Skip to main content
Big Data

How 3D printing offers the additive advantage

  • from Shaastra :: vol 03 issue 04 :: May 2024

It is reshaping manufacturing and finding wider use.

When the first commercial 3D printers hit the market in the 1980s, they created much excitement in the world of business. 3D printing, or additive manufacturing technology, promised companies a way to make better, cheaper and unique products faster, while making maintenance easier. Components could be printed on demand. Since then, the range of industries that use 3D printing has widened. In 2021, Tvasta Manufacturing, a start-up founded by IIT Madras alumni, 3D-printed an entire house, the first in India (The great makeover). In Ukraine, where drones have played an important role in the country's war with Russia, an army of volunteers uses 3D-printing technology to convert commercial drones into military drones. Across the world, in medicine, it is used to create personalised prosthetics, implants, and surgical guides (Shape of things to come).


The 3D-printing market, including printing systems, software, materials and services, is expected to cross $44 billion by 2026, up seven times from 2016, according to Hubs, a part of Protolabs, a digital manufacturing firm. Currently, it’s used predominantly for prototyping, as it allows engineers to quickly iterate and test design. The technology is also used to make components.

While conventional manufacturing remains the best option for mass manufacturing, 3D printing offers other advantages for these specific use cases, including shorter lead time, lower costs for customised products and, most importantly, flexibility to make geometrically complex products, offering designers more freedom.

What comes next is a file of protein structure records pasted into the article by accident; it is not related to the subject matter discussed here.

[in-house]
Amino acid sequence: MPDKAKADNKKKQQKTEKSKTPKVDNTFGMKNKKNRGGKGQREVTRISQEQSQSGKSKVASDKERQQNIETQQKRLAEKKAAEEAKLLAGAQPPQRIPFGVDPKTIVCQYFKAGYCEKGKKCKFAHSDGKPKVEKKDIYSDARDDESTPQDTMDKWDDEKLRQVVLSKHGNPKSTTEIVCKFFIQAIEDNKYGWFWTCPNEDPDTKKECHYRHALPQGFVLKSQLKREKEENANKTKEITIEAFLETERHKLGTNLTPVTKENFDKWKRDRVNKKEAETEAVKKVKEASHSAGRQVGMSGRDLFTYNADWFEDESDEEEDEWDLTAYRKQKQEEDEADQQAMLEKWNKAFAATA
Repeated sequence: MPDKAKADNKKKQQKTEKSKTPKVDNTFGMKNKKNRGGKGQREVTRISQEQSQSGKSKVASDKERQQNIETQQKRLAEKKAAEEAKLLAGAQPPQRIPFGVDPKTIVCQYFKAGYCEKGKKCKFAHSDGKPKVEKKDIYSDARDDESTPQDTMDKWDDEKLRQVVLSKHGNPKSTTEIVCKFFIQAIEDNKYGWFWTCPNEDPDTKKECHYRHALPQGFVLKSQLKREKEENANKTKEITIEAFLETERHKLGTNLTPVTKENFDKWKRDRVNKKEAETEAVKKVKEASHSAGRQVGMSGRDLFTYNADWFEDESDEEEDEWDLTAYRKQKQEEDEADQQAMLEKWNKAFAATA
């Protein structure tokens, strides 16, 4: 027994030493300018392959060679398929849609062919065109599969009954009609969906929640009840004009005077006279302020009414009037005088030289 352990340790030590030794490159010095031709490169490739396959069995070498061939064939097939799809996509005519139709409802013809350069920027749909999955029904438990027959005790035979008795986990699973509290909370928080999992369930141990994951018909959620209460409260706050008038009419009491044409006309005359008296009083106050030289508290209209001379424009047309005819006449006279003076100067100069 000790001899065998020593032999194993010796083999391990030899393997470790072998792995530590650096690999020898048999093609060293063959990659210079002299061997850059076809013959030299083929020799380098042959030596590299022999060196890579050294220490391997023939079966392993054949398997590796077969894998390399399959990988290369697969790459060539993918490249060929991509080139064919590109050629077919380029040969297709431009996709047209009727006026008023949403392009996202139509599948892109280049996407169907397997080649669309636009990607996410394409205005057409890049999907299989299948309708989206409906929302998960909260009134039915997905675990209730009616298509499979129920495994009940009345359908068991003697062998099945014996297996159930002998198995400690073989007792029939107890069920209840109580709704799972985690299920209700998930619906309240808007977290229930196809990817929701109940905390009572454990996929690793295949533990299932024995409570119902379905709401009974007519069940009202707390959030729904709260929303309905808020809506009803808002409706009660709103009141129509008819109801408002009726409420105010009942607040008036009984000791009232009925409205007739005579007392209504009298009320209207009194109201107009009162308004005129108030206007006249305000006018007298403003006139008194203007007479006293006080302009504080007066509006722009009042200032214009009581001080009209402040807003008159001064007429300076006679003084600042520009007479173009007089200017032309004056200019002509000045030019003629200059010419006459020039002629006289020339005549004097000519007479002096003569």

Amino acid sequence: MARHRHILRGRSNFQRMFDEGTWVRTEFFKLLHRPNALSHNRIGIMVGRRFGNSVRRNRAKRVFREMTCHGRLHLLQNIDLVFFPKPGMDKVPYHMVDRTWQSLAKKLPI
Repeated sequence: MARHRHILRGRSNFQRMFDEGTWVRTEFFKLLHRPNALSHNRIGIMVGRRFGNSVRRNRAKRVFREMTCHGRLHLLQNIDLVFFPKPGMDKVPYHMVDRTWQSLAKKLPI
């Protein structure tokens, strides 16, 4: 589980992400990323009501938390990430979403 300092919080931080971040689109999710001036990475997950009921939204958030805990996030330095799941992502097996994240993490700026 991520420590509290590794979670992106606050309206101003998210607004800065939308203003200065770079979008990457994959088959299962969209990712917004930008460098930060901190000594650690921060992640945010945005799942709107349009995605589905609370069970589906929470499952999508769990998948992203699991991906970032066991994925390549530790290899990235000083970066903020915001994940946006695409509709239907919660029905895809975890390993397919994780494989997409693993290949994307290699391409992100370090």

These benefits are a result of innovation in the field over the years. According to the European Patent Office (EPO), over 50,000 IPFs (international patent families) for 3D-printing technologies have been filed globally since 2001. These have resulted in improvements in hardware, software, materials and services, all of which have to work together. The U.S. and Europe account for over two-thirds of all the patents filed in this field since 2001, with the U.S. leading with a 39.8% share. Japan has a 14% share.

Some recent developments, in artificial intelligence (AI), robotics and the Internet of Things, are expected to complement 3D printing. Last year, for example, researchers at the Massachusetts Institute of Technology launched a generative AI-driven tool that allows users to add custom-designed elements to 3D models. China, which leads the world in the number of AI patents filed in recent years, has a 3.7% share in 3D printing.


The dominance of the U.S., Europe and Japan is also reflected in the list of top 20 companies with the most patents in this field. Of the 20, six are based in the U.S., seven in Europe, six in Japan, and one in South Korea. "Although the list of top companies is dominated by large engineering companies in a range of sectors, the additive manufacturing innovation ecosystem consists of several specialised 3D printing companies and a vibrant start-up scene," EPO said. These start-ups are also attracting growing venture-capital interest, as they see demand for 3D printing growing in industries such as aerospace. This technology is best suited to make critical, complex components. Start-ups are also exploring innovative areas, such as food.


Already, 3D-printing technologies are widely used for their ability to produce complex geometries, offer a wide range of materials, and provide relatively fast turnaround times.

The future looks promising with technologies such as AI-assisted 3D printing and 4D printing. AI will help make 3D printing faster and create higher quality objects and improve how 3D-printed objects are designed and manufactured. Similarly, 4D printing uses special materials that can change shape in response to things like heat, light, or moisture. It has potential in healthcare, aerospace engineering, and fashion by allowing the creation of objects that can self-assemble or adapt to their environment.


Search by Keywords, Topic or Author

© 2024 IIT MADRAS - All rights reserved

Powered by RAGE